There's been a lot of hoohah on the blogosphere about all-women shortlists. (Against, mostly Nats like Jeff and Mr Macnumpty, also Political Dissuasion: for, Labour voices like Kez and Yousuf).
Without wishing to sound like a Liberal, I think they're both right. All-women shortlists are indeed a crude and anti-egalitarian way to try and build gender equality.
However, I can't stomach the complacency, the desire of some to stick their fingers in their ears when others point out that Parliament is about 35% female, down from almost 40% in 2003.
The position in our local authorities is even worse, and declining. Less than 22% of Scottish councillors elected in 2007 were female, marginally down on 2003, and even further down on 1999 (pdf).
The Green approach is different - our constitution requires that at least 50% of our candidates for winnable seats are female. There's an exemption for sitting MSPs, which is one of the reasons both my MSP employers are male, true, but at the Council level we're exactly 50/50.
Looking beyond the obviously winnable seats, we balance there too, but not as tightly. 40% of all candidates, minimum, must be female, and 40%, minimum, must be male.
Now, this certainly makes it more complex to select candidates, as Green activists will tell you, but it can't be seen as discriminating against either gender, nor is it "positive discrimination". Indeed, in one branch there would have been an under-representation of men without this mechanism.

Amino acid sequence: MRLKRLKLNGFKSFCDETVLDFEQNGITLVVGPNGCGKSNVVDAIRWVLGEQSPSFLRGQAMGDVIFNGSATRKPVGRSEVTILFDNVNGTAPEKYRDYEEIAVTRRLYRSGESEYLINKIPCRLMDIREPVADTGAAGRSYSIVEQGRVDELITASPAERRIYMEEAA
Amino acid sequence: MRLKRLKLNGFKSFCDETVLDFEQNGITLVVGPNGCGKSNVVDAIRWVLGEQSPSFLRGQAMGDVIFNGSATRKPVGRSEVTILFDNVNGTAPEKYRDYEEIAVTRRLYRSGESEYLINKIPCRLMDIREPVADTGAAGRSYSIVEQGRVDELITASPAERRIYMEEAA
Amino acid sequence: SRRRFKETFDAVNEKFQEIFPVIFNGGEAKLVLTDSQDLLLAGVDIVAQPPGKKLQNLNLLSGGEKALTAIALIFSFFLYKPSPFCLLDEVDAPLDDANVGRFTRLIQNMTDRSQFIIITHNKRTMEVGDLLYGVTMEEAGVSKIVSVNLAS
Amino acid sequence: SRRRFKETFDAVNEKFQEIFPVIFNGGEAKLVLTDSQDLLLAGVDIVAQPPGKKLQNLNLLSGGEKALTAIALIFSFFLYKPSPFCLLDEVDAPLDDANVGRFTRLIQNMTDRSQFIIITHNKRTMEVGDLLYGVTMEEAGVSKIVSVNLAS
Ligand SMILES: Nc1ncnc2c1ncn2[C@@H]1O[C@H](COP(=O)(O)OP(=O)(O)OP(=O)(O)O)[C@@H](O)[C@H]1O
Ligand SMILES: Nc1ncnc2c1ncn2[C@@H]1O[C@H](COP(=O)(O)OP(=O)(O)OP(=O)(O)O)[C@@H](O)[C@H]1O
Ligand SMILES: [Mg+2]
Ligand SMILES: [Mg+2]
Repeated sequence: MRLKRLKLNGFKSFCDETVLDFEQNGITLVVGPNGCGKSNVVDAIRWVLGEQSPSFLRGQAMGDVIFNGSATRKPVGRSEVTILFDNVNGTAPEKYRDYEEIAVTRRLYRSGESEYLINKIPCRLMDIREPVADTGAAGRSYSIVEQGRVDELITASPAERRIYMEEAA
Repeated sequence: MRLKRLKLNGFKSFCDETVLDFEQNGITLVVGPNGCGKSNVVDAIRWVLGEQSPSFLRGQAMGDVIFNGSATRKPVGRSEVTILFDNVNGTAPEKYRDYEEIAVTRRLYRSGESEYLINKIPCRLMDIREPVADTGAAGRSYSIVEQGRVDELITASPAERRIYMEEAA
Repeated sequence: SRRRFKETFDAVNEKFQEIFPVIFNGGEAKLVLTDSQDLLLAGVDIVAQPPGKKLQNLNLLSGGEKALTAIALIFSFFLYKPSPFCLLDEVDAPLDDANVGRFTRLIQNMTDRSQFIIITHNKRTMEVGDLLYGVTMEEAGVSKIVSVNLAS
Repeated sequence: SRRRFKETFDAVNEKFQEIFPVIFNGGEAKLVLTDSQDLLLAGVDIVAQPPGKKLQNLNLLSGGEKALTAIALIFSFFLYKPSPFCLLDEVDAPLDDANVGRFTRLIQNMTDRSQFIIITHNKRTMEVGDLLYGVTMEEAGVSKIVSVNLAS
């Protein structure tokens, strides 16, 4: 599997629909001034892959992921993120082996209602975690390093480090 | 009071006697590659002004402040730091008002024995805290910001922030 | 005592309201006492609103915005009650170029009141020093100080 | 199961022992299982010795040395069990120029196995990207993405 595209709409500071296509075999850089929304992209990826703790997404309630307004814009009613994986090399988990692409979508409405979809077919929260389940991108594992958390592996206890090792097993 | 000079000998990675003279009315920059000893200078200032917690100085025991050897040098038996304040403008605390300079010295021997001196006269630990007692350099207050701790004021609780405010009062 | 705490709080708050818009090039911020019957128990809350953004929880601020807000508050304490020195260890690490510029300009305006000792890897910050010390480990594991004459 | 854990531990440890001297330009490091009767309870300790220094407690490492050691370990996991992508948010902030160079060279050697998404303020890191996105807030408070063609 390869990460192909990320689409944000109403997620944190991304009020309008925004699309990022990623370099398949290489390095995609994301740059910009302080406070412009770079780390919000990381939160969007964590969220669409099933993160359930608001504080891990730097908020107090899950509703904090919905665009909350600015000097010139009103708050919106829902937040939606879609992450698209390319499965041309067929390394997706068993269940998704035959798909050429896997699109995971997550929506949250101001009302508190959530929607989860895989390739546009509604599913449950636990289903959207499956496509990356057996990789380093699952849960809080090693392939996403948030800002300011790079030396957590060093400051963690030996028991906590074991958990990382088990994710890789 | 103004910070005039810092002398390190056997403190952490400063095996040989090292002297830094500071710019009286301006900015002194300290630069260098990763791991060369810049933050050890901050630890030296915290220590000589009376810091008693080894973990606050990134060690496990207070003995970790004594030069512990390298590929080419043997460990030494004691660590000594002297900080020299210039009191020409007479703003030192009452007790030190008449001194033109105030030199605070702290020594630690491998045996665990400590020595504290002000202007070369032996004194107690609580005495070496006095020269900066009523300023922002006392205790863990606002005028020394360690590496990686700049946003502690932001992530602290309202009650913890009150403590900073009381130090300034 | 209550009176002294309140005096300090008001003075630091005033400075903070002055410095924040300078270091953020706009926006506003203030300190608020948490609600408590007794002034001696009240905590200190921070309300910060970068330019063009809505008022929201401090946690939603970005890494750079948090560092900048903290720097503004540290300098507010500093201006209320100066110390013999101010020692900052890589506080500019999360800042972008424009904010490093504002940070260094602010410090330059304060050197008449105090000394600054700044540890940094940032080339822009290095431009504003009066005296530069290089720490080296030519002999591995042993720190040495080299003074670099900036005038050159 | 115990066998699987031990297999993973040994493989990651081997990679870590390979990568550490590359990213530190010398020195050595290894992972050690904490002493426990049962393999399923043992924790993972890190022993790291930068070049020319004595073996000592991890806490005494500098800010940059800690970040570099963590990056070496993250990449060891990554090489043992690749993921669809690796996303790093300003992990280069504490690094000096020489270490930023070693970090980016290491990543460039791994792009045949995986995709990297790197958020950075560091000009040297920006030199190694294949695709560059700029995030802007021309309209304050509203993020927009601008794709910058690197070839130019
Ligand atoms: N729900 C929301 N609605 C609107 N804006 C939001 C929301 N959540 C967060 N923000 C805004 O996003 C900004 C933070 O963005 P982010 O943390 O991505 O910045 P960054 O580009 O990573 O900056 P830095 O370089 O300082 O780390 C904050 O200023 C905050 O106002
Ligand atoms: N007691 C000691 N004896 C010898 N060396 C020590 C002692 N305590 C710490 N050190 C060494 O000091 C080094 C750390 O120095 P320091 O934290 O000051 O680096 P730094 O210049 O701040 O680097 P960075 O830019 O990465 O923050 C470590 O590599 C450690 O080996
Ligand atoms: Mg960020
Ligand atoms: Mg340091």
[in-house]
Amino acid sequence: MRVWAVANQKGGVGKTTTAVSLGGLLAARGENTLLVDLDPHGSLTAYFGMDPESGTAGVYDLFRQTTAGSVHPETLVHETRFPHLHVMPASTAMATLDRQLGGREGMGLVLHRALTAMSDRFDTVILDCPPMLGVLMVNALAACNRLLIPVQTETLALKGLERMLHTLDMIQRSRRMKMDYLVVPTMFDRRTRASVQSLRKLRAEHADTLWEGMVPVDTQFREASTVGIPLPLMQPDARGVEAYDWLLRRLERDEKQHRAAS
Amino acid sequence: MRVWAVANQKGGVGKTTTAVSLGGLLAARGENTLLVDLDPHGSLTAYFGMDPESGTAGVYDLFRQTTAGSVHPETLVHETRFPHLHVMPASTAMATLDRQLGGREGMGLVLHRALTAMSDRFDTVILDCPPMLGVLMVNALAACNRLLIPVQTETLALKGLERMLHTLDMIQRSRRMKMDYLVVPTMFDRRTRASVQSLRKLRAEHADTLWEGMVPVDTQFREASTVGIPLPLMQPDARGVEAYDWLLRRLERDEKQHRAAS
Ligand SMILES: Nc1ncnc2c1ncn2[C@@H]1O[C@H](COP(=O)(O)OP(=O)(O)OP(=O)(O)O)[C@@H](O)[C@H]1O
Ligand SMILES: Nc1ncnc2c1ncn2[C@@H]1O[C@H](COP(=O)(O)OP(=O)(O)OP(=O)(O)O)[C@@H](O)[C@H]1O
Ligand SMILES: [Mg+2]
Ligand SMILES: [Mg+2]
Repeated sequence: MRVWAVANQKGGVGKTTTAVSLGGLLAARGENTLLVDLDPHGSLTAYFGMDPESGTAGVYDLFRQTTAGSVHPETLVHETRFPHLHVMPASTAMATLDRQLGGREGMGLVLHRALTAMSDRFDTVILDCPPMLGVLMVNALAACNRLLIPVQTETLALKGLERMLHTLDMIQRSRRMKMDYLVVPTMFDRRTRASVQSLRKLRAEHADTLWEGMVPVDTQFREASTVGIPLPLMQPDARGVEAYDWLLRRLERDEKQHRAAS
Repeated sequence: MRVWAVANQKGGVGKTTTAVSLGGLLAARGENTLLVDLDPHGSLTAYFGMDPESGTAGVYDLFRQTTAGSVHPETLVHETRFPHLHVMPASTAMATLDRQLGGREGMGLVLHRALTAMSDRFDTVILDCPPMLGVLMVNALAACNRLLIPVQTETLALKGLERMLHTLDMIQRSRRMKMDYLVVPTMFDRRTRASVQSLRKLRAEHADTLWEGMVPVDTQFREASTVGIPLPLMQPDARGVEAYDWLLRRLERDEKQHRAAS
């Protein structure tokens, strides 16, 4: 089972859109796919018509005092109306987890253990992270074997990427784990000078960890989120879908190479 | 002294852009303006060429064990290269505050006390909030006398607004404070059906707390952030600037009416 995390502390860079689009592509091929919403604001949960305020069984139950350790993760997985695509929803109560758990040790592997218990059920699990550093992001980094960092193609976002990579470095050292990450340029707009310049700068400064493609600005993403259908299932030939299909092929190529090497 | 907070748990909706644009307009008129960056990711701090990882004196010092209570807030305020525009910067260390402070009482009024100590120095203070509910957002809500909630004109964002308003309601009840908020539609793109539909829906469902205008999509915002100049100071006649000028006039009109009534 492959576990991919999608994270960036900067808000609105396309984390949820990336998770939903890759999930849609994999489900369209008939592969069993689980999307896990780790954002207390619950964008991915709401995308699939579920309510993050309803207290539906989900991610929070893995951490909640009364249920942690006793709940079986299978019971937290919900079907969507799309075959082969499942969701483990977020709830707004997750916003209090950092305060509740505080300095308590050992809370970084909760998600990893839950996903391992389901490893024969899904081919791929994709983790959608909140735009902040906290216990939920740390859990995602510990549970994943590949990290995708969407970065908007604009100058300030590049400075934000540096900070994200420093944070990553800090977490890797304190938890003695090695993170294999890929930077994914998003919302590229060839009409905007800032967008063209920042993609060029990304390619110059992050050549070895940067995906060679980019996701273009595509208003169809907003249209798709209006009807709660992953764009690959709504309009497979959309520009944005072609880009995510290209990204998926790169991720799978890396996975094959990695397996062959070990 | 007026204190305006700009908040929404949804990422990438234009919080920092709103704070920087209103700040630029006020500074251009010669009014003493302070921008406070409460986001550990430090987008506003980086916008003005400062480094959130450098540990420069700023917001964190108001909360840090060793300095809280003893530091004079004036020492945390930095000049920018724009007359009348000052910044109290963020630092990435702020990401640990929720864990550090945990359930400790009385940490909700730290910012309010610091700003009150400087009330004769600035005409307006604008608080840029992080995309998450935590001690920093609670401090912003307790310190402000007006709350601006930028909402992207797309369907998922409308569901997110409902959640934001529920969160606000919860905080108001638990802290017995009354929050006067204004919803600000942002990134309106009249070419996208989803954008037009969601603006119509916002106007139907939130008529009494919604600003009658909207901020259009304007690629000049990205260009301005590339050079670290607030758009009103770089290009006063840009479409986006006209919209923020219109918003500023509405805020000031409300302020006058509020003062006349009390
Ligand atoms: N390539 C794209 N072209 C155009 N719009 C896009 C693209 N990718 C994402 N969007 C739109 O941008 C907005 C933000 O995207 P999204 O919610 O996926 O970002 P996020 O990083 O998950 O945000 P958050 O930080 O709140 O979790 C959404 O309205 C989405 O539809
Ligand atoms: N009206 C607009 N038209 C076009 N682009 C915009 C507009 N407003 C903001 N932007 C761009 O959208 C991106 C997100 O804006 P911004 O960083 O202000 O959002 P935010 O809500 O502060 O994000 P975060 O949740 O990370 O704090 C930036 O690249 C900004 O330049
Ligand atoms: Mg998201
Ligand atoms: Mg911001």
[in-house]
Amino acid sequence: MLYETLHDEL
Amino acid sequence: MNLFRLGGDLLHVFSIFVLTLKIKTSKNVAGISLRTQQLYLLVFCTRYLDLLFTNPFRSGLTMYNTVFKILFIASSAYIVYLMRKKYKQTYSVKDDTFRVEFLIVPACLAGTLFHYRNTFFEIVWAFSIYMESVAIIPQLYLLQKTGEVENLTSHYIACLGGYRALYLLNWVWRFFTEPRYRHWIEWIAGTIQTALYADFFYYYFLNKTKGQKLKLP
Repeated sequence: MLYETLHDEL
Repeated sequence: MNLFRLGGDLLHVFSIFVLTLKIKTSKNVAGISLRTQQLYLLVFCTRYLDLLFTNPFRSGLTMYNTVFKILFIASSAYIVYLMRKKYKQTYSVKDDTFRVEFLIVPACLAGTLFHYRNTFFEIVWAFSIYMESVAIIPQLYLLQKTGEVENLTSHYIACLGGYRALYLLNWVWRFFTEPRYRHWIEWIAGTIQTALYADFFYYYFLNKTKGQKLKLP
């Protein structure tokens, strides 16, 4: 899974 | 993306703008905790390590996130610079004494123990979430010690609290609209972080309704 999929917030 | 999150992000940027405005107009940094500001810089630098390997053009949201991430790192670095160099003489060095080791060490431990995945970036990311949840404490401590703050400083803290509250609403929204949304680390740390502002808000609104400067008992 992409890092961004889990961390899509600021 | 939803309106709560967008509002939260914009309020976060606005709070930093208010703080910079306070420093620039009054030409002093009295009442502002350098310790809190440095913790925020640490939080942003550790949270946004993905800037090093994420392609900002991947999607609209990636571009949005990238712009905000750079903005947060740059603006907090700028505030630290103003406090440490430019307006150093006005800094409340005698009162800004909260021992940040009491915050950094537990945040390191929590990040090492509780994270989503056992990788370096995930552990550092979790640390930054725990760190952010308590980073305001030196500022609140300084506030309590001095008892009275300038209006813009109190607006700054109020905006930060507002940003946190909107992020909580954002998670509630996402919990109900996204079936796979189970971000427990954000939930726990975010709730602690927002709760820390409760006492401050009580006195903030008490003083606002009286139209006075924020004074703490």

It's not a magic bullet. It should only be a transitional mechanism, although that transition might be lengthy. It doesn't cover other sorts of equalities, from transgender to race and class.
This principle has, however, encouraged more women to put themselves forward, and through it we've selected more good women to fight and win elections, women who continue to grow in those roles and who inspire more good candidates to come forward each time we select.
I know it's also easier for us than it is for other parties, given our focus on PR elections like the Holyrood lists and local authority contests. But couldn't other parties try something that's not one of the two failed models the blogosphere has adopted, just as the other parties have? (Malc is an honourable exception here)
It's a classic false opposition. Parties shouldn't be excluding men, but nor should selection meetings where the loudest and deepest voice wins be the norm.
Today's reports that Not-Sir Fred Goodwin's house has been vandalised are upsetting.
No-one wants to see mob rule, except perhaps the mob. Personally, I prefer democracy.
It's also absurd to blame one man, no matter how grasping, for the massive systemic problems supported and facilitated by Governments of all colours, north and south of the border.
Having said that, if one absolutely had to suggest a form of vandalism for his house, wouldn't Rory McInnes's approach have been a better idea? Or something similar?
(note: I am also not encouraging vandalism of the Cerne Abbas Giant)
Even in such a steep economic decline, there are always silver linings. The demise of the utterly unsuitable Caltongate project could be one of them. The last Labour administration (left) was curiously close to the developers, the newish SNP/Liberal administration loves them, and SNP Ministers weren't going to break the habit and stick up for local residents. Not on a planning issue.